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‘Shocked and sad’: 5-month-old twins found dead

Five-month-old twins Giselle (left) Julian Romero were found dead their Southwest Side home Thursday May 10 2012.

Five-month-old twins Giselle (left) and Julian Romero were found dead at their Southwest Side home Thursday, May 10, 2012.

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Updated: June 12, 2012 8:19AM

The father of 5-month-old twins who died Thursday morning said neither he nor his wife knows what caused their deaths.

An emotional Josue Romero said Thursday afternoon that his wife discovered the lifeless twins — born Nov. 17 — in a crib they shared in the living room in the 4100 block of West 25th Street at 8:30 a.m.

“I can’t believe it,” he said. “I think it was an accident. I’m shocked and sad.”

However, officials with the Illinois Department of Children and Family Services said the state was investigating allegations of neglect against the mother and father.

DCFS had prior contact with the family based on allegations of abuse and neglect against the father and an uncle in March 2011, spokesman Jimmie Whitelow said. DCFS also has a pending investigation based on neglect allegations from April 9. Additionally, DCFS has an open family case where support services were provided to “strengthen the family” since June 2011, he said.

Romero said the babies had awoken in the middle of the night and his wife soothed the babies — Julian and Giselle — back to sleep. He left the home early in the morning to take older children in the family to day care. While he was gone, his wife went to check on the babies later in the morning — and they were unresponsive.

“I saw her crying on the floor in shock. ‘The babies, the babies,’ ” he said of what his wife told him when he returned from taking the other children to daycare. He asked where they were, and she said, “ ‘They are in the bed, but you don’t want to see.”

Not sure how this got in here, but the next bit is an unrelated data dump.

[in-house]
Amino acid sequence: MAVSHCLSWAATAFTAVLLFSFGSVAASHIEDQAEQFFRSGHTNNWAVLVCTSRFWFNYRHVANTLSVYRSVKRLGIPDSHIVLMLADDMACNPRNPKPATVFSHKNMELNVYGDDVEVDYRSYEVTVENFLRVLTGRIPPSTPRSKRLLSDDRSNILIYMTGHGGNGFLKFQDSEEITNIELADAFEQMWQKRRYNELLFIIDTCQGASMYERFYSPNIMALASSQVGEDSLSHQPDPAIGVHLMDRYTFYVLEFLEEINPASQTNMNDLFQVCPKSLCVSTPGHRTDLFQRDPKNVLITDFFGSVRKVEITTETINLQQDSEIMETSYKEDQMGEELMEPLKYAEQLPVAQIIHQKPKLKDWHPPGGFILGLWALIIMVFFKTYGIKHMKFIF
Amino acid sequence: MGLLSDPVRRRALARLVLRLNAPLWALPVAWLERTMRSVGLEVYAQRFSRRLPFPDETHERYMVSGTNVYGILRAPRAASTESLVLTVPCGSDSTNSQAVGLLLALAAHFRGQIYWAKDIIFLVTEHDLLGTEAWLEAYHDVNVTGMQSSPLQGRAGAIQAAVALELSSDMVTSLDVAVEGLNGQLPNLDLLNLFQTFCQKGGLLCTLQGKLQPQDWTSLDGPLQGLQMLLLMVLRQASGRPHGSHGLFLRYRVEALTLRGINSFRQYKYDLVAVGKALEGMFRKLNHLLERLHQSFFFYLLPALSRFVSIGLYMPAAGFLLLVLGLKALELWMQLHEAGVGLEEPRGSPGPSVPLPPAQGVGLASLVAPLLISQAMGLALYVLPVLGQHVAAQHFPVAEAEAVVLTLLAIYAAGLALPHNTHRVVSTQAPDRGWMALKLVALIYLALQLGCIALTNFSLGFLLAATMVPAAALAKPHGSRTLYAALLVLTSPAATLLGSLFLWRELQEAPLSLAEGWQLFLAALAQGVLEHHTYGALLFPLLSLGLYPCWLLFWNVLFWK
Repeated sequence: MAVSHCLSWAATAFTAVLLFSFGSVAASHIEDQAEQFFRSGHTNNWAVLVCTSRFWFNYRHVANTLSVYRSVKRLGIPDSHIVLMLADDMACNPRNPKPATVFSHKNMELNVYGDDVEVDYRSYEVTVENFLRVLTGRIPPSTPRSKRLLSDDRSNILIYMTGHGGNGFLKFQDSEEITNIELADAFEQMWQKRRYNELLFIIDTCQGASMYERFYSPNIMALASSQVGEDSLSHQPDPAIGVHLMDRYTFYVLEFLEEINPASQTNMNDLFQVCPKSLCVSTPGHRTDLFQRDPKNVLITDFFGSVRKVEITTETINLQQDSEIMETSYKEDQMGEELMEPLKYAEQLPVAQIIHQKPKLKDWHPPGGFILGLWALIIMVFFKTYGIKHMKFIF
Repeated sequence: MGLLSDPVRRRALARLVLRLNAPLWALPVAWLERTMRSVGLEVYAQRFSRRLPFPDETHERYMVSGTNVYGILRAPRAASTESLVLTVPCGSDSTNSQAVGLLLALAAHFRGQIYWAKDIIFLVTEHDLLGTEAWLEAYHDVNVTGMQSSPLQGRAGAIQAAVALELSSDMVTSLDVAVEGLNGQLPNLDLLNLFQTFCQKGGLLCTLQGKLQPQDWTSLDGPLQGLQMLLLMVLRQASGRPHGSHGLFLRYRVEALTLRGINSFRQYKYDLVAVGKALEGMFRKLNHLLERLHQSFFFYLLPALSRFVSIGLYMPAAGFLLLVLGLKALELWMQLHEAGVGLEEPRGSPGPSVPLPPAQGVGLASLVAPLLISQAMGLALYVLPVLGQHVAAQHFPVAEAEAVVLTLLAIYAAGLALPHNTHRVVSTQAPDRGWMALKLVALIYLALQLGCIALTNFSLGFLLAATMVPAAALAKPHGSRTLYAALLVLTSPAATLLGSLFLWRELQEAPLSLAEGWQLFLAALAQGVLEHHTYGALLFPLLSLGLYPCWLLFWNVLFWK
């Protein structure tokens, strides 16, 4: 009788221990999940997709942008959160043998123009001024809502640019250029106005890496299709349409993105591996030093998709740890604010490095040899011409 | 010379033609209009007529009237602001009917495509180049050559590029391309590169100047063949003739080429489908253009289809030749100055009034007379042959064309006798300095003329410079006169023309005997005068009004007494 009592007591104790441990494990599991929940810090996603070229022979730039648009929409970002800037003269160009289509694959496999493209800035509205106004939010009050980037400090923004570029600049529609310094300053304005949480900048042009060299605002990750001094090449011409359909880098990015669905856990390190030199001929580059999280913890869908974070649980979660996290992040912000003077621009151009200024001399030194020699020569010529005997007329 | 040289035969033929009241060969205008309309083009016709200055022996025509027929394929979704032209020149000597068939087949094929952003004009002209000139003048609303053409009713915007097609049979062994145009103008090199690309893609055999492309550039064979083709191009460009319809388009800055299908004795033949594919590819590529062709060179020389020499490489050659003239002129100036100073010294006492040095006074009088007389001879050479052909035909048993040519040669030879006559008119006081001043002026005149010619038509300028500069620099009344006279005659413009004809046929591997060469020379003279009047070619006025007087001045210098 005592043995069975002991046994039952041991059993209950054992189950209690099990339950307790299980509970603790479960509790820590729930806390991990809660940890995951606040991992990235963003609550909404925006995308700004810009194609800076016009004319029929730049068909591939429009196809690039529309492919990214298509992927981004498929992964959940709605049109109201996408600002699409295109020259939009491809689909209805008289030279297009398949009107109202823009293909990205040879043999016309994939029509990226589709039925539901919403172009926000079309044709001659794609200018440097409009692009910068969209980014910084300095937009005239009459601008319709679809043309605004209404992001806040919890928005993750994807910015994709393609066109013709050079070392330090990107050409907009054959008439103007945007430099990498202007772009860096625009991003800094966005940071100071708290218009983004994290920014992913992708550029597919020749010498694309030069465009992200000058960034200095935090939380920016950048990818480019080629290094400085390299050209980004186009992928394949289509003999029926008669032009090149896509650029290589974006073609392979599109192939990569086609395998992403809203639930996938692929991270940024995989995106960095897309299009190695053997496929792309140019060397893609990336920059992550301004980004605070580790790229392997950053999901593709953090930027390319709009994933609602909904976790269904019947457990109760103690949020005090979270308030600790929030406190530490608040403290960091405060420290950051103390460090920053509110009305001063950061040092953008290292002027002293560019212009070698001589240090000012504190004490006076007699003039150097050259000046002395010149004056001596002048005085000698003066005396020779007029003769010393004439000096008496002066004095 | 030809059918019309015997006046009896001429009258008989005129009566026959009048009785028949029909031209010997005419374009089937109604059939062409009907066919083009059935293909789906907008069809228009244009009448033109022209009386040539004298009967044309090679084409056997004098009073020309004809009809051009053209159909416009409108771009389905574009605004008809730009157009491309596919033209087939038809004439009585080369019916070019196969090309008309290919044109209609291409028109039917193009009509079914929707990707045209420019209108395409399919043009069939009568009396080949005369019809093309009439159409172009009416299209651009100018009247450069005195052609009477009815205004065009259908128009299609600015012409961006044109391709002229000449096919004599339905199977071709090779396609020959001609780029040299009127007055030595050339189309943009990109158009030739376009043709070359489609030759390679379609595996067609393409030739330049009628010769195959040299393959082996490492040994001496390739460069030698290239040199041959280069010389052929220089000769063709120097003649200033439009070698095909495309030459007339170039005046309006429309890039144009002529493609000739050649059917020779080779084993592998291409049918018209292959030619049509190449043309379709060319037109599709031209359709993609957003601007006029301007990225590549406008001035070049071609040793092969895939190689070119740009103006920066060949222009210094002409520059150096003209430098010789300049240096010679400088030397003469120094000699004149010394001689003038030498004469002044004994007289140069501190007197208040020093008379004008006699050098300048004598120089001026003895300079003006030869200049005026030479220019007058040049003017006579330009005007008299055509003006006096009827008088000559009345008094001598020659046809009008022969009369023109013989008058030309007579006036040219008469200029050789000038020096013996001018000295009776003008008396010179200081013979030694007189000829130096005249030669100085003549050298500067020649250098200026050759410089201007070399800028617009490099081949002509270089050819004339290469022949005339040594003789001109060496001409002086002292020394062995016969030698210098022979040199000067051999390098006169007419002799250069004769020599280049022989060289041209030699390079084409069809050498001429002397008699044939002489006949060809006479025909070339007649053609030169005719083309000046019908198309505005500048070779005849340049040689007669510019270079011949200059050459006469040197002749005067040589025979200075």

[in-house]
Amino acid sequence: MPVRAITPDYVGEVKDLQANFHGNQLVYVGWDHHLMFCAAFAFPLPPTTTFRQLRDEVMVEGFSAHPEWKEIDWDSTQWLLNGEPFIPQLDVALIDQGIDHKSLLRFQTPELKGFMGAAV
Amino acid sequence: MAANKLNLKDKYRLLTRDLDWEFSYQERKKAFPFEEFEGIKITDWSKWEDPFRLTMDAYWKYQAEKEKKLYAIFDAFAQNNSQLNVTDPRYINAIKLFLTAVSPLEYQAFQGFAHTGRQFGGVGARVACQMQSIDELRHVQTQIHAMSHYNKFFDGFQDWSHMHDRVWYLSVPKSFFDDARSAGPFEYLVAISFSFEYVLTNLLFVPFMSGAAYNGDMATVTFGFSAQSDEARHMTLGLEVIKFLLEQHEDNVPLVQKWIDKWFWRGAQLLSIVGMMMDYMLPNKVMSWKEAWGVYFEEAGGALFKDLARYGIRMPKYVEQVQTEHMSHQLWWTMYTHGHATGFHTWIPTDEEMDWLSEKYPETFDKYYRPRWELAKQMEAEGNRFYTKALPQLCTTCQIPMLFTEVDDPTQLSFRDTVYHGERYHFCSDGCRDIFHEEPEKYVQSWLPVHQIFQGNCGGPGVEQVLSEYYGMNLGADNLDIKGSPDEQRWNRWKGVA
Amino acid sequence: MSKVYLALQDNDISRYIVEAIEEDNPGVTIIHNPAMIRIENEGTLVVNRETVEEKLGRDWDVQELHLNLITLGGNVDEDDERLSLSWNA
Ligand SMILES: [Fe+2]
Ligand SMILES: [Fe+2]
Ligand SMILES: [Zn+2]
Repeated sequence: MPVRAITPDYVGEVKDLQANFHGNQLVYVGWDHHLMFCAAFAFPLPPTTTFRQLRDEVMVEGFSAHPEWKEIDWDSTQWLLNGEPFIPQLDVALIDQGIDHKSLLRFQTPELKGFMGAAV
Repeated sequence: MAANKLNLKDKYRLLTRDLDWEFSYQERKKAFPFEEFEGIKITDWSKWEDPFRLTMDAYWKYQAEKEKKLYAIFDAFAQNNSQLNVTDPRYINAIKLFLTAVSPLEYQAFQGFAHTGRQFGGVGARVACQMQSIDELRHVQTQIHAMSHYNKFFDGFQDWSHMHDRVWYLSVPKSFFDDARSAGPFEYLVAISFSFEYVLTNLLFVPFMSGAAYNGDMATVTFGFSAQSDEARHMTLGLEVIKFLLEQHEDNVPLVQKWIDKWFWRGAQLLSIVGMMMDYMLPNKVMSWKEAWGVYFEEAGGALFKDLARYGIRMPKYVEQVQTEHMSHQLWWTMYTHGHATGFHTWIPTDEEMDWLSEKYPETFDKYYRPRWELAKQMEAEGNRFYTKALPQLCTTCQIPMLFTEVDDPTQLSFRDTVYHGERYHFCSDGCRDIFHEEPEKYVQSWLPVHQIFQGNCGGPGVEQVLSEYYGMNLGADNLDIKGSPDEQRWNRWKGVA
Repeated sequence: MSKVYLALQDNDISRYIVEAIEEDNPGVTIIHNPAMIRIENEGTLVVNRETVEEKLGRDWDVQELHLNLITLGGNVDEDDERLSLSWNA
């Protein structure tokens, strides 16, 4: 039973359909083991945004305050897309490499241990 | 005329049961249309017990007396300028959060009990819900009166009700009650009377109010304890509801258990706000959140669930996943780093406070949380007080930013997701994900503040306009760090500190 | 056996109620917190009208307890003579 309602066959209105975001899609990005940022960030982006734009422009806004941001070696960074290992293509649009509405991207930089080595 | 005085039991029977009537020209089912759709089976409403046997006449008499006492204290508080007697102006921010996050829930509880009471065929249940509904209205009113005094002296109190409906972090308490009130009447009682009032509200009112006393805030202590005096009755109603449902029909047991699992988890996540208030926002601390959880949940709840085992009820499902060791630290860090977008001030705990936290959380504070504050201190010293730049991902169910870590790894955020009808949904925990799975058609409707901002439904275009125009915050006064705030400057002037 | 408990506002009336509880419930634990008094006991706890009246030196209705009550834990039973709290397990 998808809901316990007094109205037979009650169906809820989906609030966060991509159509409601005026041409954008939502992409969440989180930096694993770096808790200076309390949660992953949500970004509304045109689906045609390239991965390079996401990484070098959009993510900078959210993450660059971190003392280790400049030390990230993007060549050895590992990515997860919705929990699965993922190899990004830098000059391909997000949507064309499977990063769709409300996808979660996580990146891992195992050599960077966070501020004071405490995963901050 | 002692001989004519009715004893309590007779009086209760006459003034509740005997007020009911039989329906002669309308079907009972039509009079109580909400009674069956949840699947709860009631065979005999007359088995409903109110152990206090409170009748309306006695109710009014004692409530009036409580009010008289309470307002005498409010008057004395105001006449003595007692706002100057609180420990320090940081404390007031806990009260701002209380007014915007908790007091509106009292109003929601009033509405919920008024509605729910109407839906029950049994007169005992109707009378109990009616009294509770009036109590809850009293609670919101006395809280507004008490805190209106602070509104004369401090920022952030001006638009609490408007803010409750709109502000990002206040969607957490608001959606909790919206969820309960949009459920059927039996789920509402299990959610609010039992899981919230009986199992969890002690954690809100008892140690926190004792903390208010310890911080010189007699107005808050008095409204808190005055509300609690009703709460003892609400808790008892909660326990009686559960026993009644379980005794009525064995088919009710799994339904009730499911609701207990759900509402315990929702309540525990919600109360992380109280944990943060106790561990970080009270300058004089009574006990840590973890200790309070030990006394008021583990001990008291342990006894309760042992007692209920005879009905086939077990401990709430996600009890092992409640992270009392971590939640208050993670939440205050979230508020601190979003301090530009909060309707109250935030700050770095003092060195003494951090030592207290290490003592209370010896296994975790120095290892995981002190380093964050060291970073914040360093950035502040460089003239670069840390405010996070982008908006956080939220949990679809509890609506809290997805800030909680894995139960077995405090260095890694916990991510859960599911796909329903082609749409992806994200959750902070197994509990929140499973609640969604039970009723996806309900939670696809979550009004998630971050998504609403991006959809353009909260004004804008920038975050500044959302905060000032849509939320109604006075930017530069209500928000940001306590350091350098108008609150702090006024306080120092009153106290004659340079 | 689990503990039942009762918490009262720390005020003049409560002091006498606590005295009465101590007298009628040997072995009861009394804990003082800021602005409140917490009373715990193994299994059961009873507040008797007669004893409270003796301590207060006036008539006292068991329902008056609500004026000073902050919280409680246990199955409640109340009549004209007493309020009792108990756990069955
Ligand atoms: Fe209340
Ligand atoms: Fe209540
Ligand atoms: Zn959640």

He said he tried to splash water on the children.

“They didn’t react,” he said.

Romero said his wife is a loving mother. He said he knew of no health problems the twins suffered. Although they were born premature, they were both getting chubby, he said.

“I’m not trying to blame anybody,” he said. “I don’t want to point fingers. I know my wife. My wife is very caring. She loves my kids.”

He said there was a thick blanket in the crib at the time of their deaths.

A police source said they were investigating the possibility that both twins died from Sudden Infant Death Syndrome, but an autopsy was not expected to be performed until Friday.

Both infants suffering SIDS at the same time would be extremely unusual, although it has happened in the past, experts said.

“It is rare but not unheard of. It has been documented in the medical literature,” said Dr. Betty McEntire, executive director of the American SIDS Institute in Naples, Fla.

Romero’s sister, Anna, said she saw the babies shortly after her brother came home. “They were cold and they were pale,” she said. “My brother tried CPR but it was too late already.”

“They were always smiling, they were so alive,” Anna Romero said of the twins.

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